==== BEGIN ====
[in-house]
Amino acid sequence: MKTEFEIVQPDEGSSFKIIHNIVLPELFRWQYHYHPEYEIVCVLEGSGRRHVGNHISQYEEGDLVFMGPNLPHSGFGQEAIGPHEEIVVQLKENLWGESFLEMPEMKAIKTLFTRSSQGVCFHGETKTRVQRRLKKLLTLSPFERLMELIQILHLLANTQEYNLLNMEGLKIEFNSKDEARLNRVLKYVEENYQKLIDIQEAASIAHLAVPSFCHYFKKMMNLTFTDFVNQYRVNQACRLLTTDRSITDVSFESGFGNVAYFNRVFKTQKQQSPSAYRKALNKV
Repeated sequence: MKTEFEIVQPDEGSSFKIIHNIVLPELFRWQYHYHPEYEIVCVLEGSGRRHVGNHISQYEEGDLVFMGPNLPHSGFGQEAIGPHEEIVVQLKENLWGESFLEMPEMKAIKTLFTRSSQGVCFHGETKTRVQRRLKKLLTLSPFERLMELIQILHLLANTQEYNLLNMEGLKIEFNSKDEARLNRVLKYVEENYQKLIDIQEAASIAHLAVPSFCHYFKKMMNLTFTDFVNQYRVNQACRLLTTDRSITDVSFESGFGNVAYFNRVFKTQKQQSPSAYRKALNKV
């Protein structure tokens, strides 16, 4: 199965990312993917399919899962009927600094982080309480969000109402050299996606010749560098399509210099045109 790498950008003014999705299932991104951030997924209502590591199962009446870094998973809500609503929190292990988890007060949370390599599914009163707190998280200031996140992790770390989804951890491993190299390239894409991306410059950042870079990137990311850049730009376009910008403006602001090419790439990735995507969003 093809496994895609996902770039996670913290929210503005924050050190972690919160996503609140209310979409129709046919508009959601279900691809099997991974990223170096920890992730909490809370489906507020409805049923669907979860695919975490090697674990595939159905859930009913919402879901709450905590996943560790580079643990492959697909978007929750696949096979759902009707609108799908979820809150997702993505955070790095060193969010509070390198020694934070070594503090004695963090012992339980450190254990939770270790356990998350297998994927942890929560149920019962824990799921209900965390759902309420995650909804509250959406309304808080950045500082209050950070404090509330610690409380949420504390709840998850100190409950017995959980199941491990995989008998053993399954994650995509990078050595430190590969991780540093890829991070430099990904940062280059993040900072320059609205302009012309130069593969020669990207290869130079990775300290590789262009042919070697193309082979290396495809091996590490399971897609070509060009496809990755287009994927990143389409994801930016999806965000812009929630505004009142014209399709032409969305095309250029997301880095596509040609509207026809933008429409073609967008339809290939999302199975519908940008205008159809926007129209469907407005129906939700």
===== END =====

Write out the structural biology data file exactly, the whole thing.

[in-house]
Amino acid sequence: MKTEFEIVQPDEGSSFKIIHNIVLPELFRWQYHYHPEYEIVCVLEGSGRRHVGNHISQYEEGDLVFMGPNLPHSGFGQEAIGPHEEIVVQLKENLWGESFLEMPEMKAIKTLFTRSSQGVCFHGETKTRVQRRLKKLLTLSPFERLMELIQILHLLANTQEYNLLNMEGLKIEFNSKDEARLNRVLKYVEENYQKLIDIQEAASIAHLAVPSFCHYFKKMMNLTFTDFVNQYRVNQACRLLTTDRSITDVSFESGFGNVAYFNRVFKTQKQQSPSAYRKALNKV
Repeated sequence: MKTEFEIVQPDEGSSFKIIHNIVLPELFRWQYHYHPEYEIVCVLEGSGRRHVGNHISQYEEGDLVFMGPNLPHSGFGQEAIGPHEEIVVQLKENLWGESFLEMPEMKAIKTLFTRSSQGVCFHGETKTRVQRRLKKLLTLSPFERLMELIQILHLLANTQEYNLLNMEGLKIEFNSKDEARLNRVLKYVEENYQKLIDIQEAASIAHLAVPSFCHYFKKMMNLTFTDFVNQYRVNQACRLLTTDRSITDVSFESGFGNVAYFNRVFKTQKQQSPSAYRKALNKV
């Protein structure tokens, strides 16, 4: 199965990312993917399919899962009927600094982080309480969000109402050299996606010749560098399509210099045109 790498950008003014999705299932991104951030997924209502590591199962009446870094998973809500609503929190292990988890007060949370390599599914009163707190998280200031996140992790770390989804951890491993190299390239894409991306410059950042870079990137990311850049730009376009910008403006602001090419790439990735995507969003 093809496994895609996902770039996670913290929210503005924050050190972690919160996503609140209310979409129709046919508009959601279900691809099997991974990223170096920890992730909490809370489906507020409805049923669907979860695919975490090697674990595939159905859930009913919402879901709450905590996943560790580079643990492959697909978007929750696949096979759902009707609108799908979820809150997702993505955070790095060193969010509070390198020694934070070594503090004695963090012992339980450190254990939770270790356990998350297998994927942890929560149920019962824990799921209900965390759902309420995650909804509250959406309304808080950045500082209050950070404090509330610690409380949420504390709840998850100190409950017995959980199941491990995989008998053993399954994650995509990078050595430190590969991780540093890829991070430099990904940062280059993040900072320059609205302009012309130069593969020669990207290869130079990775300290590789262009042919070697193309082979290396495809091996590490399971897609070509060009496809990755287009994927990143389409994801930016999806965000812009929630505004009142014209399709032409969305095309250029997301880095596509040609509207026809933008429409073609967008339809290939999302199975519908940008205008159809926007129209469907407005129906939700």